The impact of bariatric surgery on obesity-related infertility and in vitro fertilization outcomes

Orkun Tan, Bruce R. Carr

Research output: Contribution to journalArticle

16 Citations (Scopus)

Abstract

Obesity-related infertility is one of the most common problems of reproductive-age obese women who desire childbearing. The various types of bariatric surgeries have proved effective in controlling excessive weight gain, improving fertility, and preventing certain maternal and fetal complications in these women. This article summarizes the current evidence regarding the impact of bariatric surgery on obesity-related infertility and in vitro fertilization (IVF) outcomes. We have also attempted to draw conclusions about maternal and fetal risks and the benefits of bariatric surgery. Laparoscopic adjustable gastric banding and Roux-en-Y procedures are the two most commonly performed bariatric surgeries. Bariatric surgery was believed to improve menstrual irregularity and increase ovulation rate in anovulatory obese women, which lead to increased pregnancy rates. Although there are data in the literature suggesting the improvement of both the ovulatory function and the spontaneous pregnancy rates in obese women who lost weight after bariatric surgery, most of these are case-control studies with a small number of patients. The data are insufficient to determine an ideal time interval for pregnancy after bariatric surgery; however, the general consensus is that pregnancy should be delayed 12 to 18 months after bariatric surgery to avoid nutritional deficiencies. Few data exist regarding IVF success rates in women who have undergone bariatric surgery. One pairwise study discussed five patients who underwent bariatric surgery followed by IVF that resulted in three term pregnancies in three patients after the first IVF cycle. Many studies reported reductions in obesity-related pregnancy complications such as gestational diabetes and hypertensive disorders after bariatric surgery. Although data are inconsistent, some studies reported increased rate of preterm delivery and small for gestational age infants after bariatric surgery. Pregnancies after bariatric surgery may be considered high risk due to the concerns for vitamin deficiencies and gastrointestinal symptoms related to the surgery. Therefore the follow-up of these pregnancies might require a team approach including a maternal fetal medicine specialist, bariatric surgeon, and nutritionist.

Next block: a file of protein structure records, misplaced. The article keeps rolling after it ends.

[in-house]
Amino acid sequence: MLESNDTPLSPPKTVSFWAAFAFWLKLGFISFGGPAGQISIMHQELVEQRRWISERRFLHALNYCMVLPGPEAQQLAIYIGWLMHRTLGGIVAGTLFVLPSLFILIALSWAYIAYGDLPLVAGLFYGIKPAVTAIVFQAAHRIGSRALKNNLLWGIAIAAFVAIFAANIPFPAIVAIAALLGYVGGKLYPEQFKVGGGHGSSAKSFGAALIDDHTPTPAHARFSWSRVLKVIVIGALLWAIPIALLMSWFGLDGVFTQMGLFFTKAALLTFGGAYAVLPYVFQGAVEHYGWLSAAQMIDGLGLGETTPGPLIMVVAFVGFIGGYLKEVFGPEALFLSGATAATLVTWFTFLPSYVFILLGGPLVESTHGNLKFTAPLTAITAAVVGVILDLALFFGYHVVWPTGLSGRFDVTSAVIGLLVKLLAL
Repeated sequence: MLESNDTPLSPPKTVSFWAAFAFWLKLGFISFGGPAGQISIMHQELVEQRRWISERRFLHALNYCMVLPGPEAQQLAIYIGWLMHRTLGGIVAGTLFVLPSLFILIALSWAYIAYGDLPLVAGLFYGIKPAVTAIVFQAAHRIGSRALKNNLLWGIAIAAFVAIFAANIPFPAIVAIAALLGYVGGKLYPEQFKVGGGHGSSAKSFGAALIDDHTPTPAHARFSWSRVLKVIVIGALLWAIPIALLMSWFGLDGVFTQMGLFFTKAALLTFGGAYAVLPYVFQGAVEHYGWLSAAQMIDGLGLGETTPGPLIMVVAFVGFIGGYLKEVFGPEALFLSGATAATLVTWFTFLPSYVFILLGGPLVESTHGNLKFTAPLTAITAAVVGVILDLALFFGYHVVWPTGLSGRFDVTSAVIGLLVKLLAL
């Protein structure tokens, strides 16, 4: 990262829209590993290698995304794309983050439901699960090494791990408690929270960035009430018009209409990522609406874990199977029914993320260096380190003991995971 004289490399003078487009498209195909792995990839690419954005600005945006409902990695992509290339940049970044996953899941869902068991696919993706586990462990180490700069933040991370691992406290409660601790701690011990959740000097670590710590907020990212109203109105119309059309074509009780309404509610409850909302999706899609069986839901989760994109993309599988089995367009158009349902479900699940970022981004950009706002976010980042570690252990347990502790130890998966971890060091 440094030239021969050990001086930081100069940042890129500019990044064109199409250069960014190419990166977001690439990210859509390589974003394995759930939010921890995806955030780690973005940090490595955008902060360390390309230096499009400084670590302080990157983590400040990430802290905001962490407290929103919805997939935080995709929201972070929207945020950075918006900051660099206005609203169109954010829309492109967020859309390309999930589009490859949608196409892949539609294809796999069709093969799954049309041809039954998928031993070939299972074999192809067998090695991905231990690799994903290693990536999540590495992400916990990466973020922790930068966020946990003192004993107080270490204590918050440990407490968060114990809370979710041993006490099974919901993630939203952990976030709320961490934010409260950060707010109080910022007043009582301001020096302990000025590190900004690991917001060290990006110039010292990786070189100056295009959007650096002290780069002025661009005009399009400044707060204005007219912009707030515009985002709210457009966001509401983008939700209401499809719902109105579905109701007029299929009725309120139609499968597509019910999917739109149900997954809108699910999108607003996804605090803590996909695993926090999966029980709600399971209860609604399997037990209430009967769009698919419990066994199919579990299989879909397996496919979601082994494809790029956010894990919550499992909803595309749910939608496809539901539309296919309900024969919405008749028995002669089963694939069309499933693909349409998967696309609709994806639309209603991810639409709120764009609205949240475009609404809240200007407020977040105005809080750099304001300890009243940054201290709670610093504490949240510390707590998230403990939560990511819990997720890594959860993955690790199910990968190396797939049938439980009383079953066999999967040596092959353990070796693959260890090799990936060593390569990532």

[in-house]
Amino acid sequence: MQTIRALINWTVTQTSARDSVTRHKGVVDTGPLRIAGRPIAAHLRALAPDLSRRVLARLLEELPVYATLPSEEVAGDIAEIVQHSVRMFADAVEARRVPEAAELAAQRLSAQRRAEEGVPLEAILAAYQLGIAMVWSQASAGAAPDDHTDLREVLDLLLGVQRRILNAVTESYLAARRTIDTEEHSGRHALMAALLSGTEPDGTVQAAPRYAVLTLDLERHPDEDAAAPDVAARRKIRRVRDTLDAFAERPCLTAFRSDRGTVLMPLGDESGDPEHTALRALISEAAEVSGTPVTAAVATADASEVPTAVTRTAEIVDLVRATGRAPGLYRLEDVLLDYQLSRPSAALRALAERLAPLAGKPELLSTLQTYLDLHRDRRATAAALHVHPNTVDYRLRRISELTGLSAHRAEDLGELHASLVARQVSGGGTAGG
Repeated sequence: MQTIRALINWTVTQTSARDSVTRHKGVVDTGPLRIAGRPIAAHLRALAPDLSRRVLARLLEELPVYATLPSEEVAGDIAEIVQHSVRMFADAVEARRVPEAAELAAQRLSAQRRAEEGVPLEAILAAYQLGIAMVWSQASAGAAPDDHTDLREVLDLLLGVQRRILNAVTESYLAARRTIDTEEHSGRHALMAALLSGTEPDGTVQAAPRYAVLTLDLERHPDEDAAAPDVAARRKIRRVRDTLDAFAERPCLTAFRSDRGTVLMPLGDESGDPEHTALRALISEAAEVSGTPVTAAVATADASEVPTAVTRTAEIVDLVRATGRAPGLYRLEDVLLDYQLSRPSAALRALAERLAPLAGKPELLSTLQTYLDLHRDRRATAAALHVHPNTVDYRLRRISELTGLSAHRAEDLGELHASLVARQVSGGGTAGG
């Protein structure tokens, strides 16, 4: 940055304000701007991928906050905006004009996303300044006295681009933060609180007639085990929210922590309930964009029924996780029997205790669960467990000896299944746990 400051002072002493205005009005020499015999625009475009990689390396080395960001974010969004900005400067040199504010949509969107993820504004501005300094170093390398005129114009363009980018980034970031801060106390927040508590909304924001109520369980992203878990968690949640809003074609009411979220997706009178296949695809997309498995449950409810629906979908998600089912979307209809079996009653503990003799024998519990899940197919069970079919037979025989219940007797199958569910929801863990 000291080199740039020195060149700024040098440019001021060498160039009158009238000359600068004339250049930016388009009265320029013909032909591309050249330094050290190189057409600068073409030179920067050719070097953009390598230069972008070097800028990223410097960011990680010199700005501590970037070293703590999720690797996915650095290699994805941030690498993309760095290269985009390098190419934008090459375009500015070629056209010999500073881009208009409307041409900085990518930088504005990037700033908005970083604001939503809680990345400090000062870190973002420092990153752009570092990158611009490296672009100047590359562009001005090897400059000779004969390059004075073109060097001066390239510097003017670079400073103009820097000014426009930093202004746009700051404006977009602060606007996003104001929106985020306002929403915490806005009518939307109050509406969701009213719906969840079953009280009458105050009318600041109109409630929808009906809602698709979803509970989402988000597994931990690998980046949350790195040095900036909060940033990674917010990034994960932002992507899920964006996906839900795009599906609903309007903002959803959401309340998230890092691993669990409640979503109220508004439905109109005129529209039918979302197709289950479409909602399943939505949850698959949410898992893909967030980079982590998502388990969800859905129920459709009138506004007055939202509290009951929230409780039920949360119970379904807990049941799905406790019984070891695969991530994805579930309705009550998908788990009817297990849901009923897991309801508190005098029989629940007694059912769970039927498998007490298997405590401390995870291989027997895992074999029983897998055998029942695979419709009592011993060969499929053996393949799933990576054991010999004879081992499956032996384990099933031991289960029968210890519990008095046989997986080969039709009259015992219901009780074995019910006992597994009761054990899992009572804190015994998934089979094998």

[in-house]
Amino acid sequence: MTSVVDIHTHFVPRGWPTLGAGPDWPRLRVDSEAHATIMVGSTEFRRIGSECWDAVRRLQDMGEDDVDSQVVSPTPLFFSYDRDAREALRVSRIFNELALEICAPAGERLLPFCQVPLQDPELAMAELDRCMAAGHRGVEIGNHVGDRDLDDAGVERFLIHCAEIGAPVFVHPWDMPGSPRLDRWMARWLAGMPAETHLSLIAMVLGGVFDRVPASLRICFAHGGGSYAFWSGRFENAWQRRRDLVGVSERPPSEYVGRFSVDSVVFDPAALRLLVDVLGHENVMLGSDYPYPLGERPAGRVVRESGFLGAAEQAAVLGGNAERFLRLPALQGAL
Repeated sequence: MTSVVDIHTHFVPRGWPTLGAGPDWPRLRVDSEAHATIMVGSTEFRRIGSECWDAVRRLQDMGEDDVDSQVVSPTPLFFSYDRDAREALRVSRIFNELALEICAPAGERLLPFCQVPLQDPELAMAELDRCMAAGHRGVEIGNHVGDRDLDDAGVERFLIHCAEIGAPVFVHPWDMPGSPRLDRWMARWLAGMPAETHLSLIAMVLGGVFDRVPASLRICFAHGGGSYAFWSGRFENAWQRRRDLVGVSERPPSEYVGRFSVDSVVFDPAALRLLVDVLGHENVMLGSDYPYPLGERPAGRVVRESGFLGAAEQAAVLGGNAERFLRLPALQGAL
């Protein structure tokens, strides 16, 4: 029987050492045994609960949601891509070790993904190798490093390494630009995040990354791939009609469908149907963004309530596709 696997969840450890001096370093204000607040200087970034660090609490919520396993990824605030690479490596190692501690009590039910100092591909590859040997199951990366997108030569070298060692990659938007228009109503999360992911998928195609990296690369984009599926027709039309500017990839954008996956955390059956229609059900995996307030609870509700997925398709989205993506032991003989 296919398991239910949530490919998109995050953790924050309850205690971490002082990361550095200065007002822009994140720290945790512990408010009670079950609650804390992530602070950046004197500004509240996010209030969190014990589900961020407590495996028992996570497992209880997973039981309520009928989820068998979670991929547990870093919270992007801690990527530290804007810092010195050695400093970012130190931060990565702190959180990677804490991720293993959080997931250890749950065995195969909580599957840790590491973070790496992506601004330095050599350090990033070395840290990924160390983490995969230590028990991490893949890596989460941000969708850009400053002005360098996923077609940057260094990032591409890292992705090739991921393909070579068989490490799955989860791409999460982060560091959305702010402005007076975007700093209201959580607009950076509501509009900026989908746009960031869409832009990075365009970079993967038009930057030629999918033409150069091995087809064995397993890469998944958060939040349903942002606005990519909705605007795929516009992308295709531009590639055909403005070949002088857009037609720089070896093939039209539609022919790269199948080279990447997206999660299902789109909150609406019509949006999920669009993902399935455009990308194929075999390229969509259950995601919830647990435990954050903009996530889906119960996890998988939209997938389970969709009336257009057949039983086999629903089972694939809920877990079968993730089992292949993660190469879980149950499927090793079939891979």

Original languageEnglish (US)
Pages (from-to)517-527
Number of pages11
JournalSeminars in Reproductive Medicine
Volume30
Issue number6
DOIs
StatePublished - 2012

Fingerprint

Bariatric Surgery
Fertilization in Vitro
Infertility
Obesity
Pregnancy
Mothers
Bariatric Medicine
Pregnancy Rate
Small for Gestational Age Infant
Birth Intervals
Avitaminosis
Gestational Diabetes
Nutritionists
Pregnancy Complications
Ovulation
Malnutrition
Weight Gain
Fertility
Case-Control Studies
Stomach

Keywords

  • bariatric surgery
  • in vitro fertilization
  • neonatal outcomes
  • obesity
  • obstetrical outcomes
  • pregnancy

ASJC Scopus subject areas

  • Endocrinology
  • Endocrinology, Diabetes and Metabolism
  • Physiology (medical)
  • Obstetrics and Gynecology
  • Reproductive Medicine

Cite this

The impact of bariatric surgery on obesity-related infertility and in vitro fertilization outcomes. / Tan, Orkun; Carr, Bruce R.

In: Seminars in Reproductive Medicine, Vol. 30, No. 6, 2012, p. 517-527.

Research output: Contribution to journalArticle

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